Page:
ALLEGED FRAUD: Women affairs minister fights dirty with Reps

Elizabeth AtimeJuly 10, 20246 min

The representatives insisted that the women affairs minister must explain how N1.375bn was expended on  projects linked to the first lady

Nigeria’s minister of women affairs, Uju Kennedy-Ohanenye, came close to exchanging punches with members of the House of Representatives committee on women affairs led by Rep Khalifat Ogbara on Tuesday.

Trouble started when the committee chair questioned the minister about unrelated expenditures, including N45 million for a new year party, N20 million for sanitary pads, and N1.5 million for fuel. The committee also sought clarification on funds appropriated for the African first ladies’ mission and the whereabouts of the N1.5 billion meant for contractor payments. 

The committee is investigating alleged N1.5bn diversion of funds meant for contractor payments, following a petition from contractors who did jobs for the ministry.

The committee chair noted in her opening remarks that “this interactive session is not to witch-hunt or malign anyone but to exercise our constitutional power as enshrined in the principle of checks and balance of government expenditure.” Afterwards the lawmakers took turns to express their displeasure on the delay and non-payment of the contractors despite successful execution of the contracts. 

Rep. Marie Ebikake (PDP, Bayelsa) questioned the minister on the expenditure made on behalf of the first lady’s office, seeking to be educated on the functions of African first lady peace mission projects, esspecially in view of funds allocated in the past. She fired a series of questions thus: “Where is the office situated and the organogram? 150 million naira was appropriated in 2023. Throw more light on how the money was expended and on what projects. The committee is aware that equipment has been purchased and supplied to the above name office, but payment is yet to be made. Then let me go further, furnish the committee with the following information. Award letter, bill of quantity, details of contractor, evidence of payment, and project completion certificate.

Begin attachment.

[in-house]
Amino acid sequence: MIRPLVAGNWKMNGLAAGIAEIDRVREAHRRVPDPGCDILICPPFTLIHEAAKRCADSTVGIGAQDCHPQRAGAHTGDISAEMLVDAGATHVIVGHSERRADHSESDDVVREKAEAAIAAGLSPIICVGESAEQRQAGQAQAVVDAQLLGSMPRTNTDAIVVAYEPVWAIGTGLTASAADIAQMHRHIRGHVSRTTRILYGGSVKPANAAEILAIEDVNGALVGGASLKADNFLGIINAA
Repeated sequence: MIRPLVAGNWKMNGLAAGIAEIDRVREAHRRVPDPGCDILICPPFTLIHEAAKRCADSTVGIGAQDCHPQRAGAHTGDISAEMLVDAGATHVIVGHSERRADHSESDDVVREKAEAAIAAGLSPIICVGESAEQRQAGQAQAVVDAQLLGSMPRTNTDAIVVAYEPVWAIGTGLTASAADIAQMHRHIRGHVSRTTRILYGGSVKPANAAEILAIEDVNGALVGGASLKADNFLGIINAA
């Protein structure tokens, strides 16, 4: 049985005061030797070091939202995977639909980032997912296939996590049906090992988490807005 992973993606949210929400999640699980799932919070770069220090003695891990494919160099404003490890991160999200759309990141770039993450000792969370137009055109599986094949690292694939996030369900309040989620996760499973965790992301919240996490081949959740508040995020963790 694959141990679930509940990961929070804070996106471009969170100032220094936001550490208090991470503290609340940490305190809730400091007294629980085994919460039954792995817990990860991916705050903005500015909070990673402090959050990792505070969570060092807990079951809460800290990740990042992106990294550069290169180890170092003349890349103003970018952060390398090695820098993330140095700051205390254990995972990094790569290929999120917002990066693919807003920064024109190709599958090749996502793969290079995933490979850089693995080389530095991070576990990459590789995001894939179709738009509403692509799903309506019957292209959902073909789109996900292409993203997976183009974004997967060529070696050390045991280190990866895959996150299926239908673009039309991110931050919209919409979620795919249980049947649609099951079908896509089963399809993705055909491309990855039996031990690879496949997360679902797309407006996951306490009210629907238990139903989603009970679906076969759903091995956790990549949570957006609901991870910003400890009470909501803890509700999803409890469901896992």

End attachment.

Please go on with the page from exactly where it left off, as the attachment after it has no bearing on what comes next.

Reactions and further revelation 

But in a swift reaction, the minister interrupted saying: “I take exception. I don’t like this allegation. I am no slave to anybody,” and protested sharply against the line of questioning:  She should withdraw that statement she said about me. It is not fairness here. It is a trap but I am not going to jump into it. I fear nothing… nothing!!”

She continued: “Okay, you mentioned about First Lady’s funds. The 500 million you were talking about, I wasn’t there when it happened. When I came in, I saw it on the appropriation act. And I went to my first lady. We discussed. She said that particular money was not meant for her. That it was meant for the former first lady because that was when that money was allocated. And the former first lady later called me and said they wanted to use it and buy generator. And in the process, she was out of the country.

“It took her a while. She came back, called me, and she brought the person that was going to come and organize how they would get the generator. And I introduced that person to the procurement officer then, who is now retired. So that they could work it out according to the rules and regulations of procurement. And they have been on it. Once in a while, I talk with the first lady to find out what’s going on. And that’s the last I heard of that. And if not that the money of this year has been delayed, I’m sure we would not be here today. Because we could have paid out some of these liabilities.”

However, the minister kept interrupting even as members of the committee attempted to interrogate further. Sooner, the meeting went out of order as the minister began shouting that she be allowed to explain herself. “I was thinking I could be given the opportunity to explain myself, like the honorable chairman said before. Because there are so many other questions that came up before this. And they mentioned what we have been doing. But since this year, no project money has been released to any ministry. And that was a constraint. I think that matter is 2023. I would not know that. No, no, no. My first lady will tell you, focus on your work. And she focuses on her work.”

Shouting over first lady role…

The minister and committee continued their rancorous exchange over the role and influence of the first lady in the ministry:“You said you take directives from the first lady,” the committee chair asked, to which the minister responded: “When it comes to first lady’s issues, yes.”

Rep. Ogbara asked once again, “Well, you diverted public funds on first lady’s issues. Is it not so? The office space, was it not paid with public funds of the Nigerian people? The minister angrily responded, “Let the director that is in charge speak, ma’am. Please. Because I won’t answer what is not within my purview.”

As another lawmaker attempts to get the minister to explain she then cuts in, “No, but I’m trying to explain myself, sir. Okay. Please give me the opportunity. Okay like I said, I’m not an accountant to know how much cash they have in their bank statements. All I can see is the appropriation paper, the budget. And it was right there in the budget of last year. It was there.

At that point all attempts to calm the tensed situation proved abortive, forcing Rep. Ogbara to call for adjournment of the hearing.

Elizabeth Atime

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